Abstract: Marie Gabriel, Carit, and Zilia, women of color, wish to ensure their freedom. They represent that, in Cuba, they were slaves of “Dame Magnan Widow Letourneur,” who, in order to "reward the good services that she had received," freed them. When the French population was forced to leave Cuba, the widow moved to New Orleans. In order to express their gratitude to Mrs. Letourneur, the three petitioners followed her to Louisiana and worked for her there until her death. Prior to her death, Mrs. Letourneur, fearful that her heirs might try to reclaim the petitioners as slaves, instructed in her will that her executor, Claude Magnan, should fulfill all the formalities required for emancipation in the Louisiana courts. Magnan has yet to do this and the petitioners worry that their freedom may be revoked. They pray that the court order Magnan to fulfill the wishes of the widow's will.

PAR Number 20882227

State: Louisiana Year: 1822
Location: Pointe Coupee Location Type: Parish

Abstract: Fanny, a woman of color, claims that, when she was five years of age, she was sold for $300 by one Piere Guého to a free woman of color named Junon. The act of sale included an emancipation clause, whereby Fanny was to be freed upon Junon’s death on condition of "faithful" service. Almost fifteen years have passed, during which time Fanny has been a diligent and faithful slave to Junon, always doing as she was told. Junon died some time ago, confirming Fanny's emancipation shortly before her death. Fanny is now a free woman. However, she has come to court because she believes that her freedom is endangered by the slanderous and malicious verbal attacks from one François Guého on her reputation, and by his attempts to reduce her to slavery by "acts of violence and threats." She asks the court to formally adjudge her "freed & emancipated," and to cite François Guého to be condemned to pay her $5,000 in damages, plus "general relief."

PAR Number 20883913

State: Louisiana Year: 1839
Location: Orleans Location Type: Parish

Abstract: Elizabeth, a mulatto woman, claims that she was baptized in New Orleans, in the year 1815, “by and with the consent of” her then owner, Victor Babin of Mississippi. After Babin’s death in 1830, his heirs sold Elizabeth to one André Beauvais, who bound himself to petition the New Orleans legal authorities for her emancipation before the age “prescribed by law.” Beauvais never applied for her emancipation in New Orleans; but, in 1837, he took her to Alabama, where he freed her and her young daughter, Marie Hyppolite, by "private act” in the presence of a witness. For this, she paid Beauvais $250. However, Beauvais is now dead and his executor, one Angelo Philippi, is threatening to have Elizabeth and Marie Hyppolite arrested as slaves belonging to the estate. Elizabeth therefore prays the court to decree her and Marie Hyppolite free. She also prays that, if her Alabama freedom cannot be legally recognized, Philippi be ordered to fulfill the requisites of the law for emancipation in Louisiana.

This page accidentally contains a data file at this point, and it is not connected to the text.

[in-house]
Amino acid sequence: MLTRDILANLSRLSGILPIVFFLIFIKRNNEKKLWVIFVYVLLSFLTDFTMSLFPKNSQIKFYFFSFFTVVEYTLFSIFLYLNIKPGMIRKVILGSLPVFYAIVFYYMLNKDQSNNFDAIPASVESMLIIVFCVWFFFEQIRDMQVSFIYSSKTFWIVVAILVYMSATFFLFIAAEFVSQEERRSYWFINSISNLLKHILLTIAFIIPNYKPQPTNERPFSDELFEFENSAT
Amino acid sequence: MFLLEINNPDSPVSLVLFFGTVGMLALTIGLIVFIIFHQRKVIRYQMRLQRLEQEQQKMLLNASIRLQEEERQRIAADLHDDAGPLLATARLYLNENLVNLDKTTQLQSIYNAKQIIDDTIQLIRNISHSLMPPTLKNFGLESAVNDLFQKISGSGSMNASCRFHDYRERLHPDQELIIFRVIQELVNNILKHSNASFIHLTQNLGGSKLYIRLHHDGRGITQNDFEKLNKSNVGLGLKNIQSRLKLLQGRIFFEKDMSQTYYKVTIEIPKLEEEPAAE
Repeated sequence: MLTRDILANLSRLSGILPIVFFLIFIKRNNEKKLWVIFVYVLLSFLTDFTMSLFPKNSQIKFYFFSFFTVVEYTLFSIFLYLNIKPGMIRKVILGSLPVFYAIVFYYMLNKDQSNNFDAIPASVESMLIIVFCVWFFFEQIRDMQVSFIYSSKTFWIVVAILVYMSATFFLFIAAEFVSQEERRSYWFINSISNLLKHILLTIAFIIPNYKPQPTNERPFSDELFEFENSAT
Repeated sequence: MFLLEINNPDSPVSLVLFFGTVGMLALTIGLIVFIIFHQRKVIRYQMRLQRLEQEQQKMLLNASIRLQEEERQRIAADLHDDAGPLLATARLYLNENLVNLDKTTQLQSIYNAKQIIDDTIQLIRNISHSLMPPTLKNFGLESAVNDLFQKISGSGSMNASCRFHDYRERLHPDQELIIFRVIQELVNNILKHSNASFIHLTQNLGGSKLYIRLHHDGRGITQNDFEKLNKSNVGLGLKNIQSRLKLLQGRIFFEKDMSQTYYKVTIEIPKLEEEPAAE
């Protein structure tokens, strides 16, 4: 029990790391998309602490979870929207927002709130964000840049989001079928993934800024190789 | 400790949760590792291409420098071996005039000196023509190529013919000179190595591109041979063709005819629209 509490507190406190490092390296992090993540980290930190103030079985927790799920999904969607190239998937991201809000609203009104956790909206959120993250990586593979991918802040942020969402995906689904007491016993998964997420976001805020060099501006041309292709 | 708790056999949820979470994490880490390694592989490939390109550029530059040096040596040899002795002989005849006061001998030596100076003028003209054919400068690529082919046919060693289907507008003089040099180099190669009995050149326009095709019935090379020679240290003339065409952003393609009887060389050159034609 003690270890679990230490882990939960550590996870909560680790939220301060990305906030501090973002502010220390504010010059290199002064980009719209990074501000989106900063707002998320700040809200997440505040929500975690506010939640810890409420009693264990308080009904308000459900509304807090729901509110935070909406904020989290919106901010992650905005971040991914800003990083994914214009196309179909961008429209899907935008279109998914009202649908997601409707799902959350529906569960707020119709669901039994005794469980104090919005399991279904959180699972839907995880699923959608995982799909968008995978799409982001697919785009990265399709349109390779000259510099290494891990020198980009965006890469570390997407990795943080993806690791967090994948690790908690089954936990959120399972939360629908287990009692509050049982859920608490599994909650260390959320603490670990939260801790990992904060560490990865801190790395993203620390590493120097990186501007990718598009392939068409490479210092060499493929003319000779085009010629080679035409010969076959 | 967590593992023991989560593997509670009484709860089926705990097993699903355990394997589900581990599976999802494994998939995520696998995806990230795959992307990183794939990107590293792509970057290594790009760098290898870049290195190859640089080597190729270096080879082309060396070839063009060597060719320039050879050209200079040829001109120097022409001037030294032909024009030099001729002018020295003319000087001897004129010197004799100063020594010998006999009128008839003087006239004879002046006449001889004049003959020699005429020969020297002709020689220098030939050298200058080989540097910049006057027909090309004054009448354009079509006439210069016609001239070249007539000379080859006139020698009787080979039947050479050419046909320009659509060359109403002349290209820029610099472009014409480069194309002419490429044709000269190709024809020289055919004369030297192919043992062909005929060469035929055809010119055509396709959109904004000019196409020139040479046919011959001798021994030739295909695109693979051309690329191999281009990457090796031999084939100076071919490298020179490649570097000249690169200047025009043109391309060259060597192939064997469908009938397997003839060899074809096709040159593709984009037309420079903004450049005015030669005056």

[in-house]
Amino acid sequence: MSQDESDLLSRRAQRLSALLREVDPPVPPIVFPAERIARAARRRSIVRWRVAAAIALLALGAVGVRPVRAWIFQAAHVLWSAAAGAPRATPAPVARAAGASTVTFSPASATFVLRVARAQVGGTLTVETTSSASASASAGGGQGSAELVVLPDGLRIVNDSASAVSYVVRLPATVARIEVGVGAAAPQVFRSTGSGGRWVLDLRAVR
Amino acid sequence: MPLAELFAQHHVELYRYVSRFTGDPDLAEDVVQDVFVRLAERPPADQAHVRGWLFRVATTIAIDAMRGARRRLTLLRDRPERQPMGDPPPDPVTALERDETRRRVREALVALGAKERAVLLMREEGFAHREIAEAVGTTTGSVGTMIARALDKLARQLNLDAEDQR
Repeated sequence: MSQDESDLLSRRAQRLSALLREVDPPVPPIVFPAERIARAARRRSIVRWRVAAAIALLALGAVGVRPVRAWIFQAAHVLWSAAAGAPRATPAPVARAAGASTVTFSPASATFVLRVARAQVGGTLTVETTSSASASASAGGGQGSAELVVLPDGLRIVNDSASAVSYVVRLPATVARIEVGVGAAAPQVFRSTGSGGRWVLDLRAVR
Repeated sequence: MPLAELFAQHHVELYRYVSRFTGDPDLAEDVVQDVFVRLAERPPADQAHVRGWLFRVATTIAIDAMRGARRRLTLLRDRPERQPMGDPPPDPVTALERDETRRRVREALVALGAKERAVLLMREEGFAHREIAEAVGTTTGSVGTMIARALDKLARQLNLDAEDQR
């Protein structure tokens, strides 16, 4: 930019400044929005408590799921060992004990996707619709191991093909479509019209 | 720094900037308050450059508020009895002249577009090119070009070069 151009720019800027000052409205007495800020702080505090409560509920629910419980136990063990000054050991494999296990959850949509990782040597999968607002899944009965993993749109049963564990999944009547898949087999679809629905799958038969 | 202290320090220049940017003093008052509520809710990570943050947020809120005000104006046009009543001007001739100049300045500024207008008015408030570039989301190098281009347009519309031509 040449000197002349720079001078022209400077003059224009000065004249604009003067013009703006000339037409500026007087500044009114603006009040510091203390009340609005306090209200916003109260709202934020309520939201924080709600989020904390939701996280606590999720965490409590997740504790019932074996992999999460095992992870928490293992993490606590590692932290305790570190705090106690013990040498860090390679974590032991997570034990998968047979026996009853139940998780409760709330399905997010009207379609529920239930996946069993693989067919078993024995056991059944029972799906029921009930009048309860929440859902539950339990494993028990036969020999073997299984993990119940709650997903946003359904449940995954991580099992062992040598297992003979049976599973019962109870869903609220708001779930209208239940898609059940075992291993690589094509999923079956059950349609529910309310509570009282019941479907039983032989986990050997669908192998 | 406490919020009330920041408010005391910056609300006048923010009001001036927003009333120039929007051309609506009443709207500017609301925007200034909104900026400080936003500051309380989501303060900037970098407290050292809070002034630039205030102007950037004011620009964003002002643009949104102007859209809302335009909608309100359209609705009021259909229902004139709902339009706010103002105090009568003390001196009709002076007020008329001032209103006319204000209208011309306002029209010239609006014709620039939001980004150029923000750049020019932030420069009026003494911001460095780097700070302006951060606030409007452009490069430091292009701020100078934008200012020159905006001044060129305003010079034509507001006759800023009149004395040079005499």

PAR Number 20982201

State: Maryland Year: 1822
Location: Montgomery Location Type: County

Abstract: Sally Toogood represents that Peter Gardner freed her, her sister Rachael Ann, and her mother Martha in 1821. She states that her father, Henry Toogood, had earlier attempted to purchase his family, "but Peter Gardner believing that this bill of sale was not valid afterward executes a deed of manumission to negroes Martha Rachael Ann and Sally Toogood." Now Sally is being advertised for sale as a slave in order to pay her father's debts. Sally asks the court for an injunction to prevent the proposed sale. Walter Stewart, a defendant and creditor of Henry Toogood, states in his answer that "he would prefer loosing his debt to the sale of the said sally as the property of the said Henry Toogood for the payment of said debt" and he "does now relinquish all claim that he had or may have to the said Sally as the property of Henry Toogood."

PAR Number 20982202

State: Maryland Year: 1822
Location: Montgomery Location Type: County